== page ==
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  • Reverend James Squire

Would You Miss Me When I Am Gone?

We have been deluged as a nation by daily mass shootings, political partisanship, threats of climate change, people at our southern border who want to escape poverty and pursue the American dream, and a challenging economy. We exist in silos of political ideology and religious belief frozen by the inability to reach out to others who are different from us. Like the comments of Mayor Kenney recently after yet another mass shooting on the day to celebrate our independence, he wanted to “not be mayor anymore”, so that he could wake up to a world where he doesn’t have to worry about what bad thing will happen that day.

I think that the cure for our problems may rest in an answer to a question that is at the core of humanity. “Would you miss me when I am gone?” The path to the answer to that question is difficult and necessary. However, there is a model out there. It is found on the island african nation of Mauritius, 2000 miles off the coast of southern Africa in the Indian Ocean. There are many comments in the video attached below that will shake you out of despair. It is the comment that a Roman Catholic priest made that stopped me in thought when he said, “If I wake up some morning and the Chinese, the Muslim, the Hindu, and the Franco-Mauritius were gone, I would miss them for they make up my humanity.” All religion comes from the heart. It is about love. We look beyond our differences. This is the prevailing view on Mauritius.

Paul Farmer, physician and advocate of the poor, said that all of our problems stem from seeing others as less than who they are. If that is true then the solution may be seeing others as deserving respect and equality just as we would want to be treated that way as well. This is what the Roman Catholic priest on Mauritius means when he ponders “if I wake up and one of my groups who may be different from me are missing, I do not have all of my humanity.”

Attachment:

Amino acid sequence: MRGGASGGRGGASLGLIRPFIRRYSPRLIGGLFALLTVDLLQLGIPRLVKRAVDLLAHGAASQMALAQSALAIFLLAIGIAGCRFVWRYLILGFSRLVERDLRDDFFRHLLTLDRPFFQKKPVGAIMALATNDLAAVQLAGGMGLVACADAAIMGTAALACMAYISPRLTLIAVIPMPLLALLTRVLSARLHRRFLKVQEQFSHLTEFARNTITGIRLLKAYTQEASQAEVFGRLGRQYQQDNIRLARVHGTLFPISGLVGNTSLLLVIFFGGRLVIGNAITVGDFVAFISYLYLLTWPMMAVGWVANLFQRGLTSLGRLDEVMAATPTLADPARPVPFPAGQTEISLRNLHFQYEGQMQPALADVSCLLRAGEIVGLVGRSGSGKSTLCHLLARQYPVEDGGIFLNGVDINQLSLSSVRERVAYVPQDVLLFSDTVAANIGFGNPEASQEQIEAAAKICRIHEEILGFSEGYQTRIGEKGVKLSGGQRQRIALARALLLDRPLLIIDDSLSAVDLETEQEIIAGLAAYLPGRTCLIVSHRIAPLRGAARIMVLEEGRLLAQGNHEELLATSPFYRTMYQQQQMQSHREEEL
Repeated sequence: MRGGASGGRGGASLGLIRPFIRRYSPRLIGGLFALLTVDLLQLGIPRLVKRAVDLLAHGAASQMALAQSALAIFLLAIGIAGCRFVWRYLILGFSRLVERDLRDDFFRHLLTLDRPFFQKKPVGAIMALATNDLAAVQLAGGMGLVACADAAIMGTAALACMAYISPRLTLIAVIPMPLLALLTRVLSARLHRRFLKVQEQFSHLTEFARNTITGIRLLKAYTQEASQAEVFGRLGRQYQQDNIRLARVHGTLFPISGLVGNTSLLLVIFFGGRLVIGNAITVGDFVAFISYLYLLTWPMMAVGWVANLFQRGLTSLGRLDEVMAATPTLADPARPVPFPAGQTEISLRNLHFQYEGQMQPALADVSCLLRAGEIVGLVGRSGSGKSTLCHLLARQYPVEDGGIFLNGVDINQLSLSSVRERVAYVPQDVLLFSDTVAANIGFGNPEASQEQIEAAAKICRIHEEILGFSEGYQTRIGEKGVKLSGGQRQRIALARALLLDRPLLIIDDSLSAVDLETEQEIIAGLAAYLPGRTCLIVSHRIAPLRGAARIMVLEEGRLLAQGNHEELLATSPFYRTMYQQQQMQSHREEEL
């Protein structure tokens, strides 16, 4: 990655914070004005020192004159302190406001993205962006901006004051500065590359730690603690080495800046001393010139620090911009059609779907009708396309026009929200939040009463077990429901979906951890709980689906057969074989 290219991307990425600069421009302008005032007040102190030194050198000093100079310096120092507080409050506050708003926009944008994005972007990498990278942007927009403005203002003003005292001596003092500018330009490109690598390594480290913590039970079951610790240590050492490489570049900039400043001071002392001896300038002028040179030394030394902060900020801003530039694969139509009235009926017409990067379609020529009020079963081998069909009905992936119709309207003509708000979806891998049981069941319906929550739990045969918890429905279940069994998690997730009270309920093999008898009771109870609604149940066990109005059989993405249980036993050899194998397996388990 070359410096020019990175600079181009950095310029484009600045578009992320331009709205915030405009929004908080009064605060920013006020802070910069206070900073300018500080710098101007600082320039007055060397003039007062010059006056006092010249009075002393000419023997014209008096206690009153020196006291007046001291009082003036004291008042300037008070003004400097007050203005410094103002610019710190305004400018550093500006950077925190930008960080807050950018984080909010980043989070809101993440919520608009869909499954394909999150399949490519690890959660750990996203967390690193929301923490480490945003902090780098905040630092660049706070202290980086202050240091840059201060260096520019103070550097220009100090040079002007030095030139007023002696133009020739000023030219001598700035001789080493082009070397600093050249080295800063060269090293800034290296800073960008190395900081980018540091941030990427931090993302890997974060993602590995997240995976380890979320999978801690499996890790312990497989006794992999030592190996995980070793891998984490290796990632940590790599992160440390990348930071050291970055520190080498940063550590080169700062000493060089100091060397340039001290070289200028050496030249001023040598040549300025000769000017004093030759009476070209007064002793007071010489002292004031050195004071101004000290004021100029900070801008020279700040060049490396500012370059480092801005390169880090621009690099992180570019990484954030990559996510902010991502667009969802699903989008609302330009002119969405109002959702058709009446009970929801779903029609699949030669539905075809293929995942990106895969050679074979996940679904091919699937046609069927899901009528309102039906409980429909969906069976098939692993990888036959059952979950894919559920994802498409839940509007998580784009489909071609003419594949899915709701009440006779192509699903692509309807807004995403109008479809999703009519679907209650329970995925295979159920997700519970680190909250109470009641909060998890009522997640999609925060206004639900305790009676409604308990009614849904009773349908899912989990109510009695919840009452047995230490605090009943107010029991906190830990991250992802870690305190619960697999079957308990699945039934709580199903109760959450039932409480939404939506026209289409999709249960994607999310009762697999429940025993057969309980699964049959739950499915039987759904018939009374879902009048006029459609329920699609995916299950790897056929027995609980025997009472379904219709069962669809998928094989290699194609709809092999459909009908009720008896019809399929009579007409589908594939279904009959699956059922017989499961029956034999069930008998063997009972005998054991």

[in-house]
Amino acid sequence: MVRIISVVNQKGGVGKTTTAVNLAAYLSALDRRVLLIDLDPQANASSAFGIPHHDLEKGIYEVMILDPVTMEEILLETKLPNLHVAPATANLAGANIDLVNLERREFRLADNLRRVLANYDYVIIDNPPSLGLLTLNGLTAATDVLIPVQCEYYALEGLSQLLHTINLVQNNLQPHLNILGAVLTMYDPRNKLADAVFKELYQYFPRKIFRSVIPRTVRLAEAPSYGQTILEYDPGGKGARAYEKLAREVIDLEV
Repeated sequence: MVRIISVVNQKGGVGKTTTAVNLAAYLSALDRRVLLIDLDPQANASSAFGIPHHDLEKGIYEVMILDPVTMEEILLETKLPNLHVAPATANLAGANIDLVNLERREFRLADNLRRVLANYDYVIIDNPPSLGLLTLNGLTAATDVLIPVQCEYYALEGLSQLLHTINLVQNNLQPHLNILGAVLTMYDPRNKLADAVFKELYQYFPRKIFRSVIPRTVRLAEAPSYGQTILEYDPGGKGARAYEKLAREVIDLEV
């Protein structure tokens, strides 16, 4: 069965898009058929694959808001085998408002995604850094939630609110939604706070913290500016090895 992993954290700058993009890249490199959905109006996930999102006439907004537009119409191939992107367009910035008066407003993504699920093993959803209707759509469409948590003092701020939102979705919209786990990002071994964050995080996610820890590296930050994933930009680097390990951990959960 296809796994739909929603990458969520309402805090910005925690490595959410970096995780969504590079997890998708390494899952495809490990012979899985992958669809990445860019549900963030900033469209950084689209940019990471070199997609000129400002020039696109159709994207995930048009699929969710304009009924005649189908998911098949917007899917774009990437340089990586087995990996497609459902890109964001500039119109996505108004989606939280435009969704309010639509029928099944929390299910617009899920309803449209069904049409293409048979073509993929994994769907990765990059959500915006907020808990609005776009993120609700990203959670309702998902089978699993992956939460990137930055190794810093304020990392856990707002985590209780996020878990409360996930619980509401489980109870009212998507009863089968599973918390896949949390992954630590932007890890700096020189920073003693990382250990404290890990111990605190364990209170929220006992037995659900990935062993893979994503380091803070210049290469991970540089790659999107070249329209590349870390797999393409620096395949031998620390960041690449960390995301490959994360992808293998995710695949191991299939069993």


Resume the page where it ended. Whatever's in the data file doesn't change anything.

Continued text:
It is the motto of our nation. “One out of many.” Our answer lies in respect for the other who is different from me. Notice on Mauritius, there are no extremes. Their conversation is not confrontational but each tries to move closer to the other’s point of view. Who would you miss if they weren’t here? Surely you and I could state many “others” that we wouldn’t miss? For me that would be a longer list than I would want to admit. However, I would have a long list of who I would miss as well? That question is the important one. Both questions point to silos of religious views or anything different from our view, and political partisan identity. I wouldn’t miss the conservative/liberal (you name yours) view if they were gone.

So, what happened on Mauritius that elicited a response from a priest that if any other religious groups left, he would not have his humanity?

To go the heart of Jay Wright’s ideology for success, it is “attitude is everything.” Mauritius has 98% literacy, 100% employment, no race riots, police don’t carry guns, interfaith celebrations of religious holidays, and the longest uninterrupted history of democracy in Africa. When a question is asked, they don’t all give the same answer.

Because of their attitude, they have NO EXTREMES. I wouldn’t have to get rid of white supremacists for they don’t exist there. They recognize the right of everyone to be different. Each day you must give the best of yourself on that island. ALL the Mauritians believe they share the same fate. When they look at another, they see others with their heart.

For those who think that this is impossible to achieve, think again. Mauritius has similar problems to ours. The difference is they wake up each day and say to themselves, “Oh, I didn’t know that ________ is gone? Now I am not as fully human as I wanted to be.” They don’t have a list to respond to the question, “Would you miss me if I am gone?” They would miss “the other.”

Their attitude ironically is found in our nation’s motto, E Pluribus Unum,” one from many. We have forgotten that attitude. We have forgotten it at our peril for attitude is everything.

If we remember it, work toward it, and see it as something that points to the essence of America, then we have a chance of an inclusive society with no people less than someone else. Ironically it was on July 4th, our celebration of our independence, that our Mayor of Philly, reached the end of his rope. He shouldn’t be judged as anything but a leader who takes personally what happens in his city. I am glad that he does take actions in his city personally. He won’t miss the violence.

Taking what happens on their island is something that Mauritians take personally. It seems that attitude is everything. “Would you miss me when I am gone?” Our work is to get to the answer that the Mauritians give. “If you were gone when I woke up, I feel that part of my humanity would be missing.”

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